By DAVID GREEN
IT’S TOUGH to grow old. Just ask a cockroach. Or put one on a treadmill and check out the decline for yourself.
Researchers in Cleveland have undertaken what they claim is the first detailed study on senior citizens of the insect world. They were surprised by the findings: Human and cockroach geezers are like peas in a pod, like larvae in the rice bag.
Angela Ridgel, who led the study, figured that cockroaches would just die off before they grew old and decrepit, but she was wrong. They just stumble on through the declining years.
Ridgel tossed a few youngsters into an open enclosure and watched them scurry for cover. They were frantic to find a hiding place. Then in went a handful of senior cockroaches and they just sat there. Eventually they would take a short walk and then stop again. Their scurrying days were over.
Ridgel wasn’t yet finished embarrassing these mature specimens. She set them on a cockroach-size treadmill and filmed their behavior. It was obvious the old ones were slower, but when she looked at closeups, she discovered some problems. Every now and then, one leg would get tangled up in the one behind it. This brought the bug to a standstill until the legs were untangled. Sound familiar?
And here’s the most discouraging news of all to those of us who no longer have the agility of a young cockroach. Ridgel tested the fleeing behavior of the old folks. This is a pretty rough fountain of youth medicine, but she found the older ones did a better job of fleeing after she cut off their heads.
I DID my own experiment a few weeks ago. I wanted to see if I could still act like a young cockroach, and I didn’t do too badly. At least not until a couple of days later.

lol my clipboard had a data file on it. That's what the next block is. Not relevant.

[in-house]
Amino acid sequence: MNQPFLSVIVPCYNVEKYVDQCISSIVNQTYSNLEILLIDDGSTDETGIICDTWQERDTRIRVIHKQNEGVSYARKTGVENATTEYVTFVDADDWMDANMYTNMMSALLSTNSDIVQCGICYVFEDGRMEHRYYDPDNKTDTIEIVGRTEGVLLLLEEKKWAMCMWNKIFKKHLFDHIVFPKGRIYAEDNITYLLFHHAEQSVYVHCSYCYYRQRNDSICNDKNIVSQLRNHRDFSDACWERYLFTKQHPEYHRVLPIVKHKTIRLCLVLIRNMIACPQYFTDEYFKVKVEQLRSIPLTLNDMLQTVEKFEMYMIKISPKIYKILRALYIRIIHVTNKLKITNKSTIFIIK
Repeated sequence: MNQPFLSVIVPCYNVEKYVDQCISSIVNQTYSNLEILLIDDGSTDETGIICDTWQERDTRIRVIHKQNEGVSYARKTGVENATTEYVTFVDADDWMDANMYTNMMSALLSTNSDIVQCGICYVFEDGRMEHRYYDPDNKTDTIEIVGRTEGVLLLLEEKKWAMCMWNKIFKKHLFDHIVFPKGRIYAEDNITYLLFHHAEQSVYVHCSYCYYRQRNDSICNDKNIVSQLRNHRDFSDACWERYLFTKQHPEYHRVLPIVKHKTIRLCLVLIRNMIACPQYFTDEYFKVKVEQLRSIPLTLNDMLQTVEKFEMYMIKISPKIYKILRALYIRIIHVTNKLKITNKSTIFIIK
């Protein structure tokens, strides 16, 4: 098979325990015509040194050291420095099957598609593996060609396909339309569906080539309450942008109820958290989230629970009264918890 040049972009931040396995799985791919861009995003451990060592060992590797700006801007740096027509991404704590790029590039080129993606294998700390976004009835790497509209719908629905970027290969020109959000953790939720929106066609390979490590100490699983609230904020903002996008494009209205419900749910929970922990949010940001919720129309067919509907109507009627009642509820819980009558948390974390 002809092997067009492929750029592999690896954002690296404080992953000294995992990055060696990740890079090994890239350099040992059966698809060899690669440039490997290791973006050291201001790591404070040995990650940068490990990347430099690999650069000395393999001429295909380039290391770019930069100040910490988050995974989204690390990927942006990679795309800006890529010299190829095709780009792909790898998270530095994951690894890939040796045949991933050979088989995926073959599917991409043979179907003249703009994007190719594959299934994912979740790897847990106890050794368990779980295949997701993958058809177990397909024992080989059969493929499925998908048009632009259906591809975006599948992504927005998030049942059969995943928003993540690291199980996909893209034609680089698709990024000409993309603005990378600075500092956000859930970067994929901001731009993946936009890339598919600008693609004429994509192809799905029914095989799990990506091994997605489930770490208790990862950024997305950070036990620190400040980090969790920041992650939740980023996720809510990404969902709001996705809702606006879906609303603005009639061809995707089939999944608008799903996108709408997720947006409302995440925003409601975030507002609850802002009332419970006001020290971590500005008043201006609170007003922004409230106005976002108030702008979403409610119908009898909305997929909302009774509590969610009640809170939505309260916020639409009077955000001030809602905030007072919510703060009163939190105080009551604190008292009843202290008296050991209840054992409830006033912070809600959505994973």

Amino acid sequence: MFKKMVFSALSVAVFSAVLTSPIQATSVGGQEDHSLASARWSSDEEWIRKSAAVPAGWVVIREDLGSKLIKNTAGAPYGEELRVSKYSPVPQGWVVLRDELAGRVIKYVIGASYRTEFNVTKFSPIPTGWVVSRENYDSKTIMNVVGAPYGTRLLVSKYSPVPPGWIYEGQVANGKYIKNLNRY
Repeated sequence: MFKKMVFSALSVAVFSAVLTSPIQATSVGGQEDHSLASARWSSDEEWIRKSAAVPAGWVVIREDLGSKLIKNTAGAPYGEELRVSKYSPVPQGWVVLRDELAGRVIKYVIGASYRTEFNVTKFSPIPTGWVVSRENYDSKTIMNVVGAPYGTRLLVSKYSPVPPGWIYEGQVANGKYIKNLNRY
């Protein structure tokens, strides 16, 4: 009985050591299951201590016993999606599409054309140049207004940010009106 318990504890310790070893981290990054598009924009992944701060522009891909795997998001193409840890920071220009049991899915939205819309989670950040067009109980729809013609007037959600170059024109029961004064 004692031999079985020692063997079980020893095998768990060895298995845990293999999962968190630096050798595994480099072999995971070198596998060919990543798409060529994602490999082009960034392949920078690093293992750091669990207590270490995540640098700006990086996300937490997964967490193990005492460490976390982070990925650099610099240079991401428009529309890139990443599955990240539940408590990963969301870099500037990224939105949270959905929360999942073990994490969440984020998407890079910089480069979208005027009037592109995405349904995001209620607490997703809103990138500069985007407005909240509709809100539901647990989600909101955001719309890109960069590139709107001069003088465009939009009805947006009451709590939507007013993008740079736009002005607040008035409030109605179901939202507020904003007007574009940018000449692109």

Every year the cross country team runs through town on the last Friday morning of the last day of practice. They make a lot of noise and they must be rather annoying to those on their route through town.
We’ve known about this routine ever since Ben was in seventh grade, which must be nine years ago. There’s always been a lot of talk about joining in the antics when they pass our house, but it was always easier to sleep.
Last year Rosanna ran ahead of the group and got the hose going to spray the boys. This year she stayed with the group to allay suspicions and instead enlisted the help of two classmates to man the hose.
And this year I awoke and went to the basement to fetch a bucket. I filled it half full of warm water—I didn’t want to be cruel—and walked to the sidewalk, listening for the pitter-patter of feet. Or maybe I listened for the yelling and the stomping and the general carousing.
The guest hosers arrived, I showed them to their station and went on around the corner to hide behind the neighbor’s trash bin. When the runners arrived, I joined the pack and started throwing water. And then started running. I headed home, tore around the corner of the house and was promptly sprayed by a hose.
“Not me!” I yelled and went to hide in the back yard.
As the hose fight and dawdling continued, I went in for more water and tossed another bucket into the crowd. I sprinted for the front porch knowing my legs would tangle like an old cockroach but they didn’t. I made it inside and locked the door, panting and thinking that I’d won.
Two days later I didn’t feel as victorious. It’s called delayed onset muscle soreness (DOMS) and it’s the result of excessive muscle tearing. There’s a delay before the scar tissue forms. Once this new tissue is in place, there’s pain as it’s stretched out and flexibility is restored.
I experienced excessive DOMS for a few days, but I'm still quite pleased with my performance. I really couldn’t have performed better unless my head were cut off.– Nov. 26, 2003